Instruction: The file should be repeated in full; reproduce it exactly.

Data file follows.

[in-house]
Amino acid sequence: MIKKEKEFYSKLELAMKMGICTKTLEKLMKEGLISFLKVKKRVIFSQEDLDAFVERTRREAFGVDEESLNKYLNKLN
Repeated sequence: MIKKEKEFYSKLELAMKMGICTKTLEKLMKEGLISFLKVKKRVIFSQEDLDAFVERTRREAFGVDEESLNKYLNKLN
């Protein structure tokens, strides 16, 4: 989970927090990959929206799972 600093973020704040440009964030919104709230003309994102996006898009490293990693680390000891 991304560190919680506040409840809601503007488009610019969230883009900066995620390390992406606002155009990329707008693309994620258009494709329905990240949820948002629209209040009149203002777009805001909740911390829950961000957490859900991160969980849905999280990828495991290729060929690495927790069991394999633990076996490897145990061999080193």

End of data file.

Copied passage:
[in-house]
Amino acid sequence: MIKKEKEFYSKLELAMKMGICTKTLEKLMKEGLISFLKVKKRVIFSQEDLDAFVERTRREAFGVDEESLNKYLNKLN
Repeated sequence: MIKKEKEFYSKLELAMKMGICTKTLEKLMKEGLISFLKVKKRVIFSQEDLDAFVERTRREAFGVDEESLNKYLNKLN
């Protein structure tokens, strides 16, 4: 989970927090990959929206799972 600093973020704040440009964030919104709230003309994102996006898009490293990693680390000891 991304560190919680506040409840809601503007488009610019969230883009900066995620390390992406606002155009990329707008693309994620258009494709329905990240949820948002629209209040009149203002777009805001909740911390829950961000957490859900991160969980849905999280990828495991290729060929690495927790069991394999633990076996490897145990061999080193």